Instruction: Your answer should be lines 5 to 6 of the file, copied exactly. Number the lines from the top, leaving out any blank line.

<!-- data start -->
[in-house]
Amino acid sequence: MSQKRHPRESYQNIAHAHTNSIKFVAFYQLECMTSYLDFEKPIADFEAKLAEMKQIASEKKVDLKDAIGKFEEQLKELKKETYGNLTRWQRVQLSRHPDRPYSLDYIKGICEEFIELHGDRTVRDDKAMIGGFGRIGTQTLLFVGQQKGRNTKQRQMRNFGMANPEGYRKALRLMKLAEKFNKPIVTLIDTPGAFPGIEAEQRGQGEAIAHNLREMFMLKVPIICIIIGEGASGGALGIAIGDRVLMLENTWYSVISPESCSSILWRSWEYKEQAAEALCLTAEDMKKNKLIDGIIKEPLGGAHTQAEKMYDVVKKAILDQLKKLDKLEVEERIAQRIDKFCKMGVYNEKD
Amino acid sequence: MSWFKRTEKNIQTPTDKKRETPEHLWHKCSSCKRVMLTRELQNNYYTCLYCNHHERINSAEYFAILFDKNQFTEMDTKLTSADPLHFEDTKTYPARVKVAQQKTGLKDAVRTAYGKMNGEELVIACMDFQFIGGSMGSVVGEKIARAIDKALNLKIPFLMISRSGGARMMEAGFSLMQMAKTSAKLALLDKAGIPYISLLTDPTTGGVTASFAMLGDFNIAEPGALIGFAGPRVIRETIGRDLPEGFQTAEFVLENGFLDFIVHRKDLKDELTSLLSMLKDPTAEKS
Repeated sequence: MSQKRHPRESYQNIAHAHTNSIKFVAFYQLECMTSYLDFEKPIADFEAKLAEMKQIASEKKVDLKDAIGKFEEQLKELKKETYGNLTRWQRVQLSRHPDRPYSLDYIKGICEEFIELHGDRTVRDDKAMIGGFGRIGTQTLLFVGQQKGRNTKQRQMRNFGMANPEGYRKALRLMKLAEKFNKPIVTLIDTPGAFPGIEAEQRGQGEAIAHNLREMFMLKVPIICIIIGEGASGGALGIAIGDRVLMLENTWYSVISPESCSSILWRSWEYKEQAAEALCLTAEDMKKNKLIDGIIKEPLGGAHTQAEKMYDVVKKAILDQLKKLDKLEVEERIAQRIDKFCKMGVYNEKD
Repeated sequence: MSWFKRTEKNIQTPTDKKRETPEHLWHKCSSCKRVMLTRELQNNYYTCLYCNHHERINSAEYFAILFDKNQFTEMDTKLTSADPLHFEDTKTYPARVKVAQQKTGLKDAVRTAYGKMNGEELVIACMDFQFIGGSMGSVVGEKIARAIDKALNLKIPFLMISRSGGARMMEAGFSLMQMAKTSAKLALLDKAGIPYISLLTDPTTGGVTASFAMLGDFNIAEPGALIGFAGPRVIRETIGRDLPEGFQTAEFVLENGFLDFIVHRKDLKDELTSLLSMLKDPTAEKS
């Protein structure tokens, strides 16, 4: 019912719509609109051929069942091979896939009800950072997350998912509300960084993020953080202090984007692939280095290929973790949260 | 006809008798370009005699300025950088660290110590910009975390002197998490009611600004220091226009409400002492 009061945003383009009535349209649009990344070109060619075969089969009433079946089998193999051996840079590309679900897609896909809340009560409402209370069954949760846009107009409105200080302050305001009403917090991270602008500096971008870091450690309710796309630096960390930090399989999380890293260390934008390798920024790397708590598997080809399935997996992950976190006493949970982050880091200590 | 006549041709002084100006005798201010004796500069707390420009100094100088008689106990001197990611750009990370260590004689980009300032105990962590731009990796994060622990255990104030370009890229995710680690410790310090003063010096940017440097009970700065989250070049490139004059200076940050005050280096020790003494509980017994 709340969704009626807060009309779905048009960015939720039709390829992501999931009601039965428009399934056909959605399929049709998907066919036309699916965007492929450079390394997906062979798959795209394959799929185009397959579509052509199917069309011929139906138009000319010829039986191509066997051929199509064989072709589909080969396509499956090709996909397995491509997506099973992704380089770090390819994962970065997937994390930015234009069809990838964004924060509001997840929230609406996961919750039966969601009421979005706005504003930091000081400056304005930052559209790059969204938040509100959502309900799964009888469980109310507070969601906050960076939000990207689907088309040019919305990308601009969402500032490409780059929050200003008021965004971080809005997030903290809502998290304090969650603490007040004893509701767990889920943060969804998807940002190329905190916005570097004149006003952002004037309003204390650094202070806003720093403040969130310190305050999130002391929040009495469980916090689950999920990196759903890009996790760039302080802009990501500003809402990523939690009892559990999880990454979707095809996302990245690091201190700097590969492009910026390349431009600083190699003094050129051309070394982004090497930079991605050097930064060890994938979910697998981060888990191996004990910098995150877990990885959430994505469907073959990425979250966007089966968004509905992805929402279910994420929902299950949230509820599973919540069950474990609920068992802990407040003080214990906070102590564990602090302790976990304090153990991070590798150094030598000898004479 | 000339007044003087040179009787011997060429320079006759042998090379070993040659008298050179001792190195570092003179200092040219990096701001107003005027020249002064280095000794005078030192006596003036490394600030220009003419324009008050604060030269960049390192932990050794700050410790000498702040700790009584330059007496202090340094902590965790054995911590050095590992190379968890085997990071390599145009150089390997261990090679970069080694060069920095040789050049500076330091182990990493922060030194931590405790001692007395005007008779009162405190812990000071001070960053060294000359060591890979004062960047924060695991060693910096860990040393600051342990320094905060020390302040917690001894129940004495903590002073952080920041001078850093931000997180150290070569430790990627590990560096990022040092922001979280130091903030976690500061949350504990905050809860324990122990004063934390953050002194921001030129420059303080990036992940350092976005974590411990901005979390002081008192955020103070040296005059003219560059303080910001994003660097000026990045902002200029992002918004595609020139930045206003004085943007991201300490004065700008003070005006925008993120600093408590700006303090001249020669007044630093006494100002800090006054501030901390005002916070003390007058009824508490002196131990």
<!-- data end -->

Repeated sequence: MSWFKRTEKNIQTPTDKKRETPEHLWHKCSSCKRVMLTRELQNNYYTCLYCNHHERINSAEYFAILFDKNQFTEMDTKLTSADPLHFEDTKTYPARVKVAQQKTGLKDAVRTAYGKMNGEELVIACMDFQFIGGSMGSVVGEKIARAIDKALNLKIPFLMISRSGGARMMEAGFSLMQMAKTSAKLALLDKAGIPYISLLTDPTTGGVTASFAMLGDFNIAEPGALIGFAGPRVIRETIGRDLPEGFQTAEFVLENGFLDFIVHRKDLKDELTSLLSMLKDPTAEKS
């Protein structure tokens, strides 16, 4: 019912719509609109051929069942091979896939009800950072997350998912509300960084993020953080202090984007692939280095290929973790949260 | 006809008798370009005699300025950088660290110590910009975390002197998490009611600004220091226009409400002492 009061945003383009009535349209649009990344070109060619075969089969009433079946089998193999051996840079590309679900897609896909809340009560409402209370069954949760846009107009409105200080302050305001009403917090991270602008500096971008870091450690309710796309630096960390930090399989999380890293260390934008390798920024790397708590598997080809399935997996992950976190006493949970982050880091200590 | 006549041709002084100006005798201010004796500069707390420009100094100088008689106990001197990611750009990370260590004689980009300032105990962590731009990796994060622990255990104030370009890229995710680690410790310090003063010096940017440097009970700065989250070049490139004059200076940050005050280096020790003494509980017994 709340969704009626807060009309779905048009960015939720039709390829992501999931009601039965428009399934056909959605399929049709998907066919036309699916965007492929450079390394997906062979798959795209394959799929185009397959579509052509199917069309011929139906138009000319010829039986191509066997051929199509064989072709589909080969396509499956090709996909397995491509997506099973992704380089770090390819994962970065997937994390930015234009069809990838964004924060509001997840929230609406996961919750039966969601009421979005706005504003930091000081400056304005930052559209790059969204938040509100959502309900799964009888469980109310507070969601906050960076939000990207689907088309040019919305990308601009969402500032490409780059929050200003008021965004971080809005997030903290809502998290304090969650603490007040004893509701767990889920943060969804998807940002190329905190916005570097004149006003952002004037309003204390650094202070806003720093403040969130310190305050999130002391929040009495469980916090689950999920990196759903890009996790760039302080802009990501500003809402990523939690009892559990999880990454979707095809996302990245690091201190700097590969492009910026390349431009600083190699003094050129051309070394982004090497930079991605050097930064060890994938979910697998981060888990191996004990910098995150877990990885959430994505469907073959990425979250966007089966968004509905992805929402279910994420929902299950949230509820599973919540069950474990609920068992802990407040003080214990906070102590564990602090302790976990304090153990991070590798150094030598000898004479 | 000339007044003087040179009787011997060429320079006759042998090379070993040659008298050179001792190195570092003179200092040219990096701001107003005027020249002064280095000794005078030192006596003036490394600030220009003419324009008050604060030269960049390192932990050794700050410790000498702040700790009584330059007496202090340094902590965790054995911590050095590992190379968890085997990071390599145009150089390997261990090679970069080694060069920095040789050049500076330091182990990493922060030194931590405790001692007395005007008779009162405190812990000071001070960053060294000359060591890979004062960047924060695991060693910096860990040393600051342990320094905060020390302040917690001894129940004495903590002073952080920041001078850093931000997180150290070569430790990627590990560096990022040092922001979280130091903030976690500061949350504990905050809860324990122990004063934390953050002194921001030129420059303080990036992940350092976005974590411990901005979390002081008192955020103070040296005059003219560059303080910001994003660097000026990045902002200029992002918004595609020139930045206003004085943007991201300490004065700008003070005006925008993120600093408590700006303090001249020669007044630093006494100002800090006054501030901390005002916070003390007058009824508490002196131990």